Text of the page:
An area of Roman paving (4th century AD) can be seen some meters below the current level of the piazza in the restaurant Il Tartufo (ahead on the left).

The piazza later became known as the Campo (field) di San Gregorio, a reference to its rural character.  However, by the time that the outer walls of Spoleto had been built in 1297, it had become the heart of a new working-class suburb.

Walk through Porta San Gregorio on the left, which was rebuilt in 1945 on what was always the site of the most important  entrance to the Medieval city.  This brings you to Piazza della Vittoria: the remains of a roman bridge, Ponte Sanguinario, are reached by the steps on the right, beside the busy main road.

Return to and cross Piazza Garibaldi and continue along Corso Garibaldi, which runs through the heart of the borgo .  The inscription on the pink palace on the right (number 16-22) records  it as the home of Francesco Colonnesi, where Blessed Leopold of Gaiche died in 1815.

Continue along Via Porta Fuga.  The remains of a spur the Roman Via Flaminia are exposed beside the modern road here, just before Porta Fuga, which stands on the site of a Roman gate that was the main entrance to the Roman city. 
  1. the ex-church of San Giovanni Battista is on the right just before the gate; and

  1. Palazzo Vigili, which incorporates the exceptionally high Torre dell’ Olio, is opposite.

Walk down the steps of Vicola San Giovanni on the right, just before the ex-church, to reach the entrance to the earlier church on the site and the ex-nunnery.  Continue down Vicola San Giovanni, past the Trattoria Pecchiarda, which occupies what was the nuns' orchard.  (“Pecchiarda” is a dialect word for a tall lady.)

Turn left at the bottom into Via della Posterna, which is named for a small gate in the medieval wall at the end of it.  (There is a fine view behind you of the Torre dell’ Olio).  The ex-church and nunnery of Santa Caterina is on the right, at number 13.   The complex occupied the “island” bounded by Via della Posterna, Via Vicola degli Orti, Via delle Murelle and Via Interna delle Mura.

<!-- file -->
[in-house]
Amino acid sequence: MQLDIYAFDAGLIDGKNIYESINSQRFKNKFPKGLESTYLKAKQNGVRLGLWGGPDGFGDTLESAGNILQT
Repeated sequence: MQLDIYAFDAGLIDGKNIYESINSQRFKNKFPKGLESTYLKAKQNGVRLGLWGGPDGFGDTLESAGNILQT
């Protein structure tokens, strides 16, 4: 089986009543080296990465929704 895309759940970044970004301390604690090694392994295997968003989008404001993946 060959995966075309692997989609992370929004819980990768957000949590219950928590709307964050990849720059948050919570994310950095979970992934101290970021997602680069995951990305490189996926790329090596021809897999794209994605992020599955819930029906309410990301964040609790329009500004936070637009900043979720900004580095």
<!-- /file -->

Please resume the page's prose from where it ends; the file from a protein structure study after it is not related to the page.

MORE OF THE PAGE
Continue along Via della Posterna to Via Interna delle Mura, which is named for the medieval walls.  Turn left past the church of Santa Maria delle Grazie, at number 15.  This stood in the garden of another large nunnery, the Monastero della Trinità (on the route of Walk II).

Continue to the imposing entrance to the (now abandoned) abattoir (19th century) on the right.

Hotel San Luca is opposite, on the corner with Via della Fonte Pescaia.  The street was probably named for the fountain in the courtyard of this lovely hotel, which is also known as the Fonte Santa.  An inscription (1601) records that Pope Innocent III caused water to appear here miraculously in 1198.  The site later formed part of the garden of San Domenico (on the route of Walk II).  Pilgrims were allowed free access to the waters because they were believed to have healing powers.  When a tannery was built on the site in the 19th century, it was stipulated that the fountain should be protected.
Continue along Via Interna delle Mura, past the Istituto Nazareno on the left.  The institute, which belongs to the Congregazione delle Suore della Sacra Famiglia di Spoleto, is a modern hostel and conference centre.  It has a lovely chapel that is always open.

Continue to Porta San Matteo, one of the two surviving medieval gates of Spoleto.